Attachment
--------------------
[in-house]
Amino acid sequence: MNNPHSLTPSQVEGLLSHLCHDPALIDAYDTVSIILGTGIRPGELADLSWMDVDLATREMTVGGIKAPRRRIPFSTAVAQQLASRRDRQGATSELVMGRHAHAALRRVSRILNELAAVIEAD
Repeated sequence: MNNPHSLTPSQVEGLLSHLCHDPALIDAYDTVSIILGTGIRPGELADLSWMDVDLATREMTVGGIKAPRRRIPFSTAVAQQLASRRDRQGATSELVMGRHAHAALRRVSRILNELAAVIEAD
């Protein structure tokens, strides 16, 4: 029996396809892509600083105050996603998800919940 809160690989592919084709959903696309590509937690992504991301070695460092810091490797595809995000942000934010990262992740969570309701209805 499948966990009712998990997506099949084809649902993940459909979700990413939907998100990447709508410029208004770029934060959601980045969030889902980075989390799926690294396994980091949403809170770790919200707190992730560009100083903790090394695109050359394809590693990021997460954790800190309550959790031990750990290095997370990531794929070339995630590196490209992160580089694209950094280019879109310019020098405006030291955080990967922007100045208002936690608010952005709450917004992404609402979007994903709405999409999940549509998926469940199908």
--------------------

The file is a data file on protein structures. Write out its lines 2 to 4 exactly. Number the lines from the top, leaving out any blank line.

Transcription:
Amino acid sequence: MNNPHSLTPSQVEGLLSHLCHDPALIDAYDTVSIILGTGIRPGELADLSWMDVDLATREMTVGGIKAPRRRIPFSTAVAQQLASRRDRQGATSELVMGRHAHAALRRVSRILNELAAVIEAD
Repeated sequence: MNNPHSLTPSQVEGLLSHLCHDPALIDAYDTVSIILGTGIRPGELADLSWMDVDLATREMTVGGIKAPRRRIPFSTAVAQQLASRRDRQGATSELVMGRHAHAALRRVSRILNELAAVIEAD
């Protein structure tokens, strides 16, 4: 029996396809892509600083105050996603998800919940 809160690989592919084709959903696309590509937690992504991301070695460092810091490797595809995000942000934010990262992740969570309701209805 499948966990009712998990997506099949084809649902993940459909979700990413939907998100990447709508410029208004770029934060959601980045969030889902980075989390799926690294396994980091949403809170770790919200707190992730560009100083903790090394695109050359394809590693990021997460954790800190309550959790031990750990290095997370990531794929070339995630590196490209992160580089694209950094280019879109310019020098405006030291955080990967922007100045208002936690608010952005709450917004992404609402979007994903709405999409999940549509998926469940199908």